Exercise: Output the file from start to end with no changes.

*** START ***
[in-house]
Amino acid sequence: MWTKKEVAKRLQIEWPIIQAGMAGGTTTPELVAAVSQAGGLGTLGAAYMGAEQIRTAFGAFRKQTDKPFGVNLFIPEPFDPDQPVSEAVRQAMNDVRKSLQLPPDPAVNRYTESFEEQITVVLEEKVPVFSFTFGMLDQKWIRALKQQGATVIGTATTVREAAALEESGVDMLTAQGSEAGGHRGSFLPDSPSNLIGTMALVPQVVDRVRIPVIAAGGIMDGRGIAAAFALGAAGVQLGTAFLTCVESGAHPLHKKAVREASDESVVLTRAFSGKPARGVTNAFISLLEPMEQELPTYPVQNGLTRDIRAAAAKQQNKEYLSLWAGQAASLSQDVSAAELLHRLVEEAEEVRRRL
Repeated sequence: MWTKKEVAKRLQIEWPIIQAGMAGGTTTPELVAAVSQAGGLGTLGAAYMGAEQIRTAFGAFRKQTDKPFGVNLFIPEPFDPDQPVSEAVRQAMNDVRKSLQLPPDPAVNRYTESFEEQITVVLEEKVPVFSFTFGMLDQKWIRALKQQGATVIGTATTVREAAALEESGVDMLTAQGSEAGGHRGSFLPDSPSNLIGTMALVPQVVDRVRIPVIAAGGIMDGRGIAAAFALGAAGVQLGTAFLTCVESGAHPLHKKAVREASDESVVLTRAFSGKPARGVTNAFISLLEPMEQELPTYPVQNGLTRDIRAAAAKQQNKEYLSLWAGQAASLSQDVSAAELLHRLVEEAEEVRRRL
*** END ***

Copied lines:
[in-house]
Amino acid sequence: MWTKKEVAKRLQIEWPIIQAGMAGGTTTPELVAAVSQAGGLGTLGAAYMGAEQIRTAFGAFRKQTDKPFGVNLFIPEPFDPDQPVSEAVRQAMNDVRKSLQLPPDPAVNRYTESFEEQITVVLEEKVPVFSFTFGMLDQKWIRALKQQGATVIGTATTVREAAALEESGVDMLTAQGSEAGGHRGSFLPDSPSNLIGTMALVPQVVDRVRIPVIAAGGIMDGRGIAAAFALGAAGVQLGTAFLTCVESGAHPLHKKAVREASDESVVLTRAFSGKPARGVTNAFISLLEPMEQELPTYPVQNGLTRDIRAAAAKQQNKEYLSLWAGQAASLSQDVSAAELLHRLVEEAEEVRRRL
Repeated sequence: MWTKKEVAKRLQIEWPIIQAGMAGGTTTPELVAAVSQAGGLGTLGAAYMGAEQIRTAFGAFRKQTDKPFGVNLFIPEPFDPDQPVSEAVRQAMNDVRKSLQLPPDPAVNRYTESFEEQITVVLEEKVPVFSFTFGMLDQKWIRALKQQGATVIGTATTVREAAALEESGVDMLTAQGSEAGGHRGSFLPDSPSNLIGTMALVPQVVDRVRIPVIAAGGIMDGRGIAAAFALGAAGVQLGTAFLTCVESGAHPLHKKAVREASDESVVLTRAFSGKPARGVTNAFISLLEPMEQELPTYPVQNGLTRDIRAAAAKQQNKEYLSLWAGQAASLSQDVSAAELLHRLVEEAEEVRRRL